Painting alone can be a little daunting for someone new to decorating, and faux painting might seem impossible. Not so! With a little know-how, and maybe a pinch of practice, some really fun faux techniques are in your grasp.
Let’s take on dry brushing today.
Dry brushing produces a streaked effect that is more casual than stripes. It can appear similar to a faux wood-grain. Some great places to try this are walls, baseboard and trim, headboards, cabinets, closet doors, and any furniture with broad wood surfaces (chest of drawers, tables, etc).
Your first decision is about subtlety. Do you want to make a bold effect, or do you simply want to soften some hard lines in the space by bringing texture in the room? This will affect your color choices. Some good places to start are a white linen/pale grey combination for a New England style effect, or a light beige with a soft tan for a country living experience. If you are unsure, your best bet is to practice. One tip, bring your practice piece into the room at various times of day, so you can check the effect of the changing light conditions on your surface.
You can choose color combinations based on their placement on the color wheel, or by shade. Picking a nearby shade from the same manufacturer will help you find a complement. Also, most home stores have consultants available for free! You can also go to paint websites and practice. Remember, no fear, it’s just paint!
Generally a lighter shade is used for the base, and a darker shade is painted over it using the dry brush technique. Often neutral shades are used for both the base and the overlay paint in “shabby chic” applications. Dry brushing works best with actual paint, not glazes, which are for other faux techniques. I recommend using matte or flat paint for both layers, but again it depends on the finished look you prefer.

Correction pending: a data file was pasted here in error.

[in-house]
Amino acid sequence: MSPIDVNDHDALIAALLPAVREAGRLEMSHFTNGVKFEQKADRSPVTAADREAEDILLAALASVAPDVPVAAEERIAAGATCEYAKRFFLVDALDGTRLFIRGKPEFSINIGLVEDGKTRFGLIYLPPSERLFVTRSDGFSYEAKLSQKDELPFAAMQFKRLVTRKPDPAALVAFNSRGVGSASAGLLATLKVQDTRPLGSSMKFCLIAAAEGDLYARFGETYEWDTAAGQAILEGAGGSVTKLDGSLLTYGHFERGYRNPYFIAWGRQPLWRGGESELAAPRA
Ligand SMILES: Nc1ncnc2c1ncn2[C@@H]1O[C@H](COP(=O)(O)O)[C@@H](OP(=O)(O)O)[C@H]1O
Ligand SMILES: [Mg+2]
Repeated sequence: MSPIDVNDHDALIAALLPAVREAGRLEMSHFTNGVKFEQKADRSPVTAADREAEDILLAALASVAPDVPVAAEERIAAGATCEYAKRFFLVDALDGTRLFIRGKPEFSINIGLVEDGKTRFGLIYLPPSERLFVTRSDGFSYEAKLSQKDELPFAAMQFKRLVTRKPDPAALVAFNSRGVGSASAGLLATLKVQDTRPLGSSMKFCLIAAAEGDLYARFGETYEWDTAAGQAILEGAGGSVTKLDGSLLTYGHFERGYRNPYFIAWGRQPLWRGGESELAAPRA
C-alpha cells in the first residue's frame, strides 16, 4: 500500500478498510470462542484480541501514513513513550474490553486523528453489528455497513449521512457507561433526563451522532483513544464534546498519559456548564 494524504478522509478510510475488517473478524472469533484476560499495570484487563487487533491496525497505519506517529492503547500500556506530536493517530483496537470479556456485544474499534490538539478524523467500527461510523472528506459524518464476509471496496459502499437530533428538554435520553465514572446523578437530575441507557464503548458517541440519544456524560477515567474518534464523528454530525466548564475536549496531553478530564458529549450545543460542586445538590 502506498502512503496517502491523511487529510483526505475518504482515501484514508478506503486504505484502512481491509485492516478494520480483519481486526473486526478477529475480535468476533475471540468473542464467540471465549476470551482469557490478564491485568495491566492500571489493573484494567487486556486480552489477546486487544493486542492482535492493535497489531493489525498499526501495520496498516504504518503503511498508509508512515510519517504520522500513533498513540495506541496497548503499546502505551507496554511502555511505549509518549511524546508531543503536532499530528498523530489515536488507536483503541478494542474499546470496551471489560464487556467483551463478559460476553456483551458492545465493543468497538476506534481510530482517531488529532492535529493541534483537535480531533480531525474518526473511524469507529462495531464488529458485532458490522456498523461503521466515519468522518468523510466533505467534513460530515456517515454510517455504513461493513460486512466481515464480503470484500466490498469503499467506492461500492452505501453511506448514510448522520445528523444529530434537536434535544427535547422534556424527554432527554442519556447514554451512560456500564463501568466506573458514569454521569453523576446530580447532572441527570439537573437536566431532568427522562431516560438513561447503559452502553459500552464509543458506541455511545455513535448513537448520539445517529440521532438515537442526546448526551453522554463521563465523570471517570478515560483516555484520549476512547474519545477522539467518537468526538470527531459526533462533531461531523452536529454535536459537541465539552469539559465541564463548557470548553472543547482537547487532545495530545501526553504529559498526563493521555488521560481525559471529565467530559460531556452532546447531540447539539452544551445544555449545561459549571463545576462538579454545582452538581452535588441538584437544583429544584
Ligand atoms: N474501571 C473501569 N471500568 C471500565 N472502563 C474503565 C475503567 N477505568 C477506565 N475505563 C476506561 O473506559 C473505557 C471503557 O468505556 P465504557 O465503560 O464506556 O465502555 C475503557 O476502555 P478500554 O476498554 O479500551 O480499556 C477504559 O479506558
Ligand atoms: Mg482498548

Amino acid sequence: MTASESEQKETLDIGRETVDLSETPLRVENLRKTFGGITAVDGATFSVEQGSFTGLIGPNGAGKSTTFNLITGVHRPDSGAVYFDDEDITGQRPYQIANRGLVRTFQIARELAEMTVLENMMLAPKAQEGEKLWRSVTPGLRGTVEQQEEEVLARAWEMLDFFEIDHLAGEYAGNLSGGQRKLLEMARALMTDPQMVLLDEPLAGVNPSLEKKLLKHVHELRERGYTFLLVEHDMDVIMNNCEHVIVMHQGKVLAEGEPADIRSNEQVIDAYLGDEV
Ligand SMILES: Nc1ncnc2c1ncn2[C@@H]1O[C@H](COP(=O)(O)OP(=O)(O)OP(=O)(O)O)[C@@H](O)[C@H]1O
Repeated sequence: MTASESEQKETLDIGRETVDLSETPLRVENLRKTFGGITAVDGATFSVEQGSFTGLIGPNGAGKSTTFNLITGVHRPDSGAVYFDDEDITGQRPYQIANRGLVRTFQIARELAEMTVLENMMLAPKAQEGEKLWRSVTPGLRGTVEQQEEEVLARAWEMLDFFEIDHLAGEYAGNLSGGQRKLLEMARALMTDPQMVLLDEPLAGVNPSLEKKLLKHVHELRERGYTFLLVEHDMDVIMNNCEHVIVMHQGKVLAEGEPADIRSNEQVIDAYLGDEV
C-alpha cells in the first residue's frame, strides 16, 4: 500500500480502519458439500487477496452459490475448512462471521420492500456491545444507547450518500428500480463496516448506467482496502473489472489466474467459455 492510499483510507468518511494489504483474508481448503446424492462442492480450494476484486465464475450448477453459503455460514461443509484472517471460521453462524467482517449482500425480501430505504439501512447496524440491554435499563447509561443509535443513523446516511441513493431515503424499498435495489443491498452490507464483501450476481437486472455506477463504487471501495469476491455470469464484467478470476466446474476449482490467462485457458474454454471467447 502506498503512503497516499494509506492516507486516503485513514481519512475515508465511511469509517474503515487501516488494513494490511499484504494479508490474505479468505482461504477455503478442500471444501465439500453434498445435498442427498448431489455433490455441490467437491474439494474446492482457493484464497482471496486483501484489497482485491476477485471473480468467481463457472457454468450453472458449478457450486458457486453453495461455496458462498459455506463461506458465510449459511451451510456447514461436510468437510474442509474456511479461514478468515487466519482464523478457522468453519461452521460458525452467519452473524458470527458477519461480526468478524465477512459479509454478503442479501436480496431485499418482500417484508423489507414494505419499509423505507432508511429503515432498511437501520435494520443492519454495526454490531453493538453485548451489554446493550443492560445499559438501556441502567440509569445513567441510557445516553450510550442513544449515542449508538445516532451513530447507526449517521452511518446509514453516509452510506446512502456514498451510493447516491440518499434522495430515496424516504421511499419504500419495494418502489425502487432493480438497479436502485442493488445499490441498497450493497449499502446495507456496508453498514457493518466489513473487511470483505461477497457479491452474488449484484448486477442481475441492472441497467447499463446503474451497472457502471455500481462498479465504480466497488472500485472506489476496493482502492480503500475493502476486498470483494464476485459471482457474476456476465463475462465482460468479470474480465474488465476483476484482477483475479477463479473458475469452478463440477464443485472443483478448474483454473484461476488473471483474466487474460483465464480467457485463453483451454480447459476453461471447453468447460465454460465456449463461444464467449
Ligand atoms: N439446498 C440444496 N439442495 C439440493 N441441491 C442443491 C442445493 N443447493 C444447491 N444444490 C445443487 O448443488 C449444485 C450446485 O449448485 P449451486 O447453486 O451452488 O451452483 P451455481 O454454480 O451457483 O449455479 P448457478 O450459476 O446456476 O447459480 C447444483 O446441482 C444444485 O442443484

Ok, so you’ve got your painted base surface. What’s next?
You will need:
Your color (this will be for the “lines” on the surface)
A very stiff paint brush
Some cardboard or newspaper
A graduated paint tray
Dip the tip of your paint brush into your color. If you want a lot of coverage, only remove a little paint from the brush by scraping it on the paint tray slope. For looser lines, brush a few strokes on the cardboard or newspaper before painting it on your surface. Giving the brush a final rub with a paper towel will produce extremely light lines that only give an impression of texture.
Vertical lines give the impression of height while horizontal lines give the impression of length. You can layer for additional effect. I prefer only using dry brushing in one direction on the entire surface. If you are playing with a cross-hatch effect, you will want to test it first. Check out TV design websites and home stores (or their websites) to see examples of some of these effects.
Most of all, remember to have fun, and don’t be afraid!